My parents object to my becoming a missionary



I am currently a senior in high school. I have been considering the idea of becoming a preacher some time in the future. I'm am considering doing some mission work before committing to the pulpit role. My parents are not in great support of the idea of mission work. They are concerned about how I will make a living during this time and how I will be able to fair monetarily.

I have stated to them that I am confident that if I am doing God's will that I will be taken care of in one way or another. Considering that we are commanded to teach all nations in Matthew 28:19, I see that God would aid me when following this command as long as I am faithful to Him and am doing His will.

Still my parents are concerned, even after I explained that the Bible states that we are not to worry about these thing, but follow God and the rest will come (Matthew 6:33).

I can find verses to back my position, but I would like a second take on this. Is my position a biblical one? I am not saying that everything will be all sunshine and rainbows, but God will take care of those who do His will. Still, my parents say I am too young and take an authoritative argument, saying I am just a kid and that my view of reality is twisted; however, when I search the Scripture I find that my view may not be as twisted as it may seem. I would greatly appreciate the feedback.

Love the website. I have used the question and answer forum as a means of great growth in my spiritual knowledge.


Being a preacher myself, I certainly don't object to someone wanting to preach. Preaching is not about the money; in fact, those in it to make money are poor preachers. "If anyone advocates a different doctrine and does not agree with sound words, those of our Lord Jesus Christ, and with the doctrine conforming to godliness, he is conceited and understands nothing; but he has a morbid interest in controversial questions and disputes about words, out of which arise envy, strife, abusive language, evil suspicions, and constant friction between men of depraved mind and deprived of the truth, who suppose that godliness is a means of gain" (I Timothy 6:3-5). There are going to be times when you are going to short of income. In such times, you are still required to support yourself and your family. "For even when we were with you, we used to give you this order: if anyone is not willing to work, then he is not to eat, either" (II Thessalonians 3:10).

Paul was supported by churches in his work, but he also worked when there wasn't enough money available. When he arrived in Corinth, he worked as a tentmaker (Acts 18:1-3). Later, when Timothy and Silas arrived (Acts 18:5), he focused exclusively on preaching. Paul's letter to Philippi gives us a hint as to why. "You yourselves also know, Philippians, that at the first preaching of the gospel, after I left Macedonia, no church shared with me in the matter of giving and receiving but you alone; for even in Thessalonica you sent a gift more than once for my needs" (Philippians 4:15-16). Likely Timothy and Silas, who had just come from that region, brought funds for Paul.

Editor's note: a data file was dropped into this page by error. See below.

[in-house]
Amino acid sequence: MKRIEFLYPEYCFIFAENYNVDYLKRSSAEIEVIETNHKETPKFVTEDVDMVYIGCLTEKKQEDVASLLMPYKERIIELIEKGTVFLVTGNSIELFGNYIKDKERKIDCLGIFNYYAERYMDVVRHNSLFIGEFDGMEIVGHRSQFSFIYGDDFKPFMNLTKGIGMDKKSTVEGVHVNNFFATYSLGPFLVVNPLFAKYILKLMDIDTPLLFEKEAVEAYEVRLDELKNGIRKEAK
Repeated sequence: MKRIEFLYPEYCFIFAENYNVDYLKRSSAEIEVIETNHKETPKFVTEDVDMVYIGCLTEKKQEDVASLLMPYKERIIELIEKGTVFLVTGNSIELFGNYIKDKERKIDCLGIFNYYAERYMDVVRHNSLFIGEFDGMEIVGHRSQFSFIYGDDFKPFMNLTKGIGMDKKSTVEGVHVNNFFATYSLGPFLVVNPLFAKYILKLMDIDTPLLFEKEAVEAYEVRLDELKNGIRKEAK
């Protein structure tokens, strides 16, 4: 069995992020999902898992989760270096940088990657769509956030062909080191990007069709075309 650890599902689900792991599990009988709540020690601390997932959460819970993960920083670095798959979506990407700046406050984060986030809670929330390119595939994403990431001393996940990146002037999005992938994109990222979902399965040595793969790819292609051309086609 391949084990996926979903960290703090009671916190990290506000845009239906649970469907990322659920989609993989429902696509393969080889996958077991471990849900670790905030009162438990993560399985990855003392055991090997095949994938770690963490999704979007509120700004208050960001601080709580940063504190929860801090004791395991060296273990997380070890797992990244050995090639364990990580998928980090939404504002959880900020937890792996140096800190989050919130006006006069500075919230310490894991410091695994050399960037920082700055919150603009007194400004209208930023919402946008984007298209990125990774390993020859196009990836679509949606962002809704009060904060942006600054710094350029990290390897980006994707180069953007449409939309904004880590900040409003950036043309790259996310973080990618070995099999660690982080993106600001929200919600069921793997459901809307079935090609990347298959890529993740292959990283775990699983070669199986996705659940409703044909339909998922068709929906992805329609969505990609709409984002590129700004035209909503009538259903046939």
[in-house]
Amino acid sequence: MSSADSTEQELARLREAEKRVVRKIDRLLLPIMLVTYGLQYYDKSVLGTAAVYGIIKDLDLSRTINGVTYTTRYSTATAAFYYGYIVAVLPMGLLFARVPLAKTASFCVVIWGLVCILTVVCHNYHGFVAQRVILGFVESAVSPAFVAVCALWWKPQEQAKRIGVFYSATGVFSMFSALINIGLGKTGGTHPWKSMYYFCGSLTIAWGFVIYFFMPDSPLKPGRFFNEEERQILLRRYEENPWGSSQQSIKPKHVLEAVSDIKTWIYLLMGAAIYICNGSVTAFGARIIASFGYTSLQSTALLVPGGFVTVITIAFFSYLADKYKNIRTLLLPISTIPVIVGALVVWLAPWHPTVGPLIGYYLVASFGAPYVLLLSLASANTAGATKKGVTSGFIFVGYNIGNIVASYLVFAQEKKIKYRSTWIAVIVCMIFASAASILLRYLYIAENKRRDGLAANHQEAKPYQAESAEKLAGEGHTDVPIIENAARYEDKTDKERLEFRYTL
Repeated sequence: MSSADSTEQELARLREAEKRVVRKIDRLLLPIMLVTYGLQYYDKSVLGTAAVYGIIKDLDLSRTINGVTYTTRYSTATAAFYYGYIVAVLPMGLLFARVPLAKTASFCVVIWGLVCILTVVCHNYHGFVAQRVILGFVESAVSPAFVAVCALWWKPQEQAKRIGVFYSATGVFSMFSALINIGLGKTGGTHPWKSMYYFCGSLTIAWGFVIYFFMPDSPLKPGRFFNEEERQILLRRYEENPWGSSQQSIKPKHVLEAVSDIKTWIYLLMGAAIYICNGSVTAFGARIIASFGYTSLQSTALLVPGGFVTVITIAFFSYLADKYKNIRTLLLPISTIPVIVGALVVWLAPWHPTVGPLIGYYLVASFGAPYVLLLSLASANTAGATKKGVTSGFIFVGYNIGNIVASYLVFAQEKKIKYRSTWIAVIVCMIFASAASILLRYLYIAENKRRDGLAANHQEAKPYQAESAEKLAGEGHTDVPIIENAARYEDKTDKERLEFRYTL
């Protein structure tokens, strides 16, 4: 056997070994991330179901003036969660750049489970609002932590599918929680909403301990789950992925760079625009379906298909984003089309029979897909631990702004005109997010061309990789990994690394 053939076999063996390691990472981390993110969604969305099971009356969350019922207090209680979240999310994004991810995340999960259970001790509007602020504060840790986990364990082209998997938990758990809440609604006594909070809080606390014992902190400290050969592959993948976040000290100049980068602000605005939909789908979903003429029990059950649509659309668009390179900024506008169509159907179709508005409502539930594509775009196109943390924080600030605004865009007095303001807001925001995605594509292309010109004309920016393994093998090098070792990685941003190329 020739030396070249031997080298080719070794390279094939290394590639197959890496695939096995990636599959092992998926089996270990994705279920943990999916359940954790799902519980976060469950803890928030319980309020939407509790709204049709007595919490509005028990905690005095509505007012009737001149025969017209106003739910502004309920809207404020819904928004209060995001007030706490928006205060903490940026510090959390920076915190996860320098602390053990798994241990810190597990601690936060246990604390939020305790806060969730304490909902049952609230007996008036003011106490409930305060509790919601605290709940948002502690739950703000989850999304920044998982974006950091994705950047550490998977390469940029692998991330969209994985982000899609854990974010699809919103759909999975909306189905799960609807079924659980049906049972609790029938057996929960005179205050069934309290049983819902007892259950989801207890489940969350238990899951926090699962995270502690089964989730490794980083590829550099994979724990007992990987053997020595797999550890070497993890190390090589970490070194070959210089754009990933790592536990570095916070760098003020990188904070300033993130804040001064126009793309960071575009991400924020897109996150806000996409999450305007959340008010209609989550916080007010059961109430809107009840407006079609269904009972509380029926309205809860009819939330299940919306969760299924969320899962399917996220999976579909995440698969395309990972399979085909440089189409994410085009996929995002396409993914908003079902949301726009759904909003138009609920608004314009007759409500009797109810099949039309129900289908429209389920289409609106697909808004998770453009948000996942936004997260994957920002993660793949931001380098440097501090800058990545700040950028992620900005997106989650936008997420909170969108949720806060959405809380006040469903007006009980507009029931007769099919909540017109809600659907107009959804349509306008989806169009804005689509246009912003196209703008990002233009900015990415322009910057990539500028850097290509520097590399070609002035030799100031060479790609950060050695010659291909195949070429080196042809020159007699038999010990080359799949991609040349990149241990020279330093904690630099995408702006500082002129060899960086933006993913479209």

However, even in Thessalonica Paul worked. "For you recall, brethren, our labor and hardship, how working night and day so as not to be a burden to any of you, we proclaimed to you the gospel of God" (I Thessalonians 2:9). Paul could have asked the Thessalonians to help support him, but instead chose to support himself to set a good example for the brethren there. "For you yourselves know how you ought to follow our example, because we did not act in an undisciplined manner among you, nor did we eat anyone's bread without paying for it, but with labor and hardship we kept working night and day so that we would not be a burden to any of you; not because we do not have the right to this, but in order to offer ourselves as a model for you, so that you would follow our example" (II Thessalonians 3:7-9).

Thus, rather than saying "God will provide" and then do nothing, you need to do what you can and know that God will take care of the rest. Thus, I think you should have a plan for what work you are going to do when you don't have enough to live on.

In addition to this, I don't think it best to start out doing missionary work. I know you are young and don't have ties at this time, so it makes it easy to travel, but I wonder how much experience and knowledge you've gained so far. As a preacher, you are responsible for what you teach to other people, whether it is locally or abroad. Preaching in a missions area is generally more difficult. (I'm talking here about true missionary work and not the common: gather a dozen young people, travel to some exotic place, do some minor work around the place and then come home after two weeks or a month.) Have you thought about interning with a preacher for a year or so to get experience and then decide if you want to preach in a particular country? Even better would be to find a preacher who recently returned from the country you are interested in working in. Then you can learn about the culture and what topics are needed most in the region you want to go to.